If you’ve already established your career or are looking to get a competitive job in your desired field, be aware that the challenge with a WHV is that you can generally only work six months with one employer. This can put employers off hiring backpackers for skilled jobs as they see it as counter-productive to spend time and money on training when unfortunately you can’t stay in your role for longer than 6 months.
After hundreds of CV’s and weeks of trying to find a job in marketing, I realised the ‘max 6 months with one company’ WHV rule was making it very difficult for recruiters to consider me. I spoke to friends of friends and managed to get a job in a Customer Service role for a global company. It wasn’t the ideal role for my CV, but it was a great way to make new friends and improve other useful skills. I spoke to management often to show my eagerness and they ended up offering me an internship to work one day a week with the marketing team. I learnt a lot and it looked great on my CV. When I came home from my travels I applied for marketing roles within the same company and secured a job in London, thanks to my WHV experience. So even if it’s not your dream job, make the most of it, try to be proactive and you never know what it could lead to!
If you are heading to one of Australia’s many gorgeous cities to work in, your choices for employment are plentiful. Hospitality is the number one choice for many backpackers; this will keep you busy in the evenings so instead of spending your money at the bar, you can earn it! Plus it isn’t uncommon for people to tip in Oz, so work hard and smile wide to get the bucks rolling in. Training will be included but experience would help, all you will need to get started is a Responsible Service of Alcohol Licence (RSA) before you start work. This will be at your own cost (anywhere between $24-$100 depending on package and state you wish to work in) and takes no more than a day in a classroom; it can even be done online nowadays.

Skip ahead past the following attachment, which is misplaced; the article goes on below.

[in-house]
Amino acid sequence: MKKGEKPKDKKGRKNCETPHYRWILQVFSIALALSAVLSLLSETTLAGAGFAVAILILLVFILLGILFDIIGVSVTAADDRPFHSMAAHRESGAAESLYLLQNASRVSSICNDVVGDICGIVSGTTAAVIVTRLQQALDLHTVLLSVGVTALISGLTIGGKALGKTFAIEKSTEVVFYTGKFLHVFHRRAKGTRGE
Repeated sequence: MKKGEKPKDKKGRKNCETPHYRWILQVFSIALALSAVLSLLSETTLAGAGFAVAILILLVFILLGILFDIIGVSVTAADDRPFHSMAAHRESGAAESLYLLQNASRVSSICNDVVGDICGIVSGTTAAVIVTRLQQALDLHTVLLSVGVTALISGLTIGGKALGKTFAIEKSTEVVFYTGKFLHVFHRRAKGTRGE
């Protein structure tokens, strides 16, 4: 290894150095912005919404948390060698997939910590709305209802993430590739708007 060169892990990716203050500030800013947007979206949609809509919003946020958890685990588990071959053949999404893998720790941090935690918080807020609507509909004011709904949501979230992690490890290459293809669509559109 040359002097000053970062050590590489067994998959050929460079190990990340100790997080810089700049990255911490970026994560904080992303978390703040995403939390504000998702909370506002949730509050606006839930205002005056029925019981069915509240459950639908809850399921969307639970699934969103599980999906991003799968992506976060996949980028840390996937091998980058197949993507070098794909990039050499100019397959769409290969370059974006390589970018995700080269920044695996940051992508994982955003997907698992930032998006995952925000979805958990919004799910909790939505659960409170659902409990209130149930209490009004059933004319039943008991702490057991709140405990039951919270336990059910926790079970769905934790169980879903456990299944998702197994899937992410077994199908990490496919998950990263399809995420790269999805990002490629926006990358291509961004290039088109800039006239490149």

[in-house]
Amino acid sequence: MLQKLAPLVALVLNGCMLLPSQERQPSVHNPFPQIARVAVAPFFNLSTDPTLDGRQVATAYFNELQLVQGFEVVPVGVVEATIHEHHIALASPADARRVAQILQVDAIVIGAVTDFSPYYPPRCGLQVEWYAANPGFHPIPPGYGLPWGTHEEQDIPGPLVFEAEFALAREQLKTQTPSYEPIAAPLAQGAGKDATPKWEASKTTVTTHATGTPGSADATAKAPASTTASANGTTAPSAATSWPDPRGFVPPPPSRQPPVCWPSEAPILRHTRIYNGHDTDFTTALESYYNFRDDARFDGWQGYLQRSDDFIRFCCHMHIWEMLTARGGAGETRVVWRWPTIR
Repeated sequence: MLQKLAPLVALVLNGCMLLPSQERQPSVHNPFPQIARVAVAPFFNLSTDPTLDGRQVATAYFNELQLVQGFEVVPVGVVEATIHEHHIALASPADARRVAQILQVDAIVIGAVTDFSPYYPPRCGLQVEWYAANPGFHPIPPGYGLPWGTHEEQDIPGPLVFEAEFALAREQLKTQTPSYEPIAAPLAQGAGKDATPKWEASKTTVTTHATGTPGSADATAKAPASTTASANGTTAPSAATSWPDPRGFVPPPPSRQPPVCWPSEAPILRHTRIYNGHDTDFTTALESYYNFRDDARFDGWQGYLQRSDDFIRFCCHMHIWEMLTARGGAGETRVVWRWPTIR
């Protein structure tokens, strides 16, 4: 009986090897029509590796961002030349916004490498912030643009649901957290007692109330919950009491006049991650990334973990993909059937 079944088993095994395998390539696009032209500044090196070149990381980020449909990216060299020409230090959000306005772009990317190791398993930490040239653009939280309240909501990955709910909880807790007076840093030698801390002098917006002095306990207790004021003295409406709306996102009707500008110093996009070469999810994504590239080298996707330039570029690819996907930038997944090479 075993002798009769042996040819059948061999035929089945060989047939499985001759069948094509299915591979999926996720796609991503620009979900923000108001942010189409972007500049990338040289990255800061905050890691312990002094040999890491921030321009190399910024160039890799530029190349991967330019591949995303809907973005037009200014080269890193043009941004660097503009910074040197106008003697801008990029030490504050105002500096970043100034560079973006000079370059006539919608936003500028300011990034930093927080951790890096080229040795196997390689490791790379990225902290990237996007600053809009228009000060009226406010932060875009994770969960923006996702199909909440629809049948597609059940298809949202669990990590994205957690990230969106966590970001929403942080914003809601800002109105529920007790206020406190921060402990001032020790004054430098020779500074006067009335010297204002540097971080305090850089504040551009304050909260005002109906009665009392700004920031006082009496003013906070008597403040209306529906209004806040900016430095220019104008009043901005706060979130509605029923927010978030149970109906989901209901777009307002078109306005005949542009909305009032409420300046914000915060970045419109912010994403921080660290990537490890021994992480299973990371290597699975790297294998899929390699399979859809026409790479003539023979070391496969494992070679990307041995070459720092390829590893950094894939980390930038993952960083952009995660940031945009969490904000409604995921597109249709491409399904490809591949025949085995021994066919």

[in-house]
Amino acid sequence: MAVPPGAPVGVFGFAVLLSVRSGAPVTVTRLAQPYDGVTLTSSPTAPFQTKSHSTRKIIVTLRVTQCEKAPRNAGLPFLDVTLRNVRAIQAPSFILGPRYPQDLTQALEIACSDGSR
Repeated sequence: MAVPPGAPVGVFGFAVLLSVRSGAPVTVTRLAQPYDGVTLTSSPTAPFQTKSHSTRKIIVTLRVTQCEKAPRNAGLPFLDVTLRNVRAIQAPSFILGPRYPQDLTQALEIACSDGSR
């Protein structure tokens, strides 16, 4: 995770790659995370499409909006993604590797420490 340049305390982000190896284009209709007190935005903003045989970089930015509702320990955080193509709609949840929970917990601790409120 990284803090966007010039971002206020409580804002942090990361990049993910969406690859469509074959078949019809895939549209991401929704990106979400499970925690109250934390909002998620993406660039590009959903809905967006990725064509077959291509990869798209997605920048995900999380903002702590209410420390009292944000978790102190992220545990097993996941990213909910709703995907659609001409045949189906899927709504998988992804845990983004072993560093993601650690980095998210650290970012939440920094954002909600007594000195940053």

If you are Irish and looking for hospitality work, head to an Irish bar; German – the Bavarian beer café. You get the idea. Work with what you got!
If you are aren’t afraid of getting your hands dirty, getting a general labour job is a great way to earn good money, even more so if you do have a trade. Electricians, plasterers and bricklayers get very fair pay and are often in high demand.
For work on construction sites you will need to get a White card, which will include a short course and a small fee of around $35.
Call centres and charity collection agencies are always hiring, so if sales and high-pressure environments are your thing then you may thrive in these roles. Hours can be long and competition fierce, but if you aren’t afraid of hard work then there is plenty of money to be made here.
My favourite job working in a city was at a backpacker travel agency. And believe me, there are loads to choose from. A good agency will offer base rate pay as well as commission. So the more you sell, the more you earn. As a bonus you will learn the best way to travel around Australia and often will get free trips yourself known as ‘famils’ in order to familiarise yourself with products you sell. Who doesn’t love free travel?! I got free trips over Australia and New Zealand, saving me a fortune!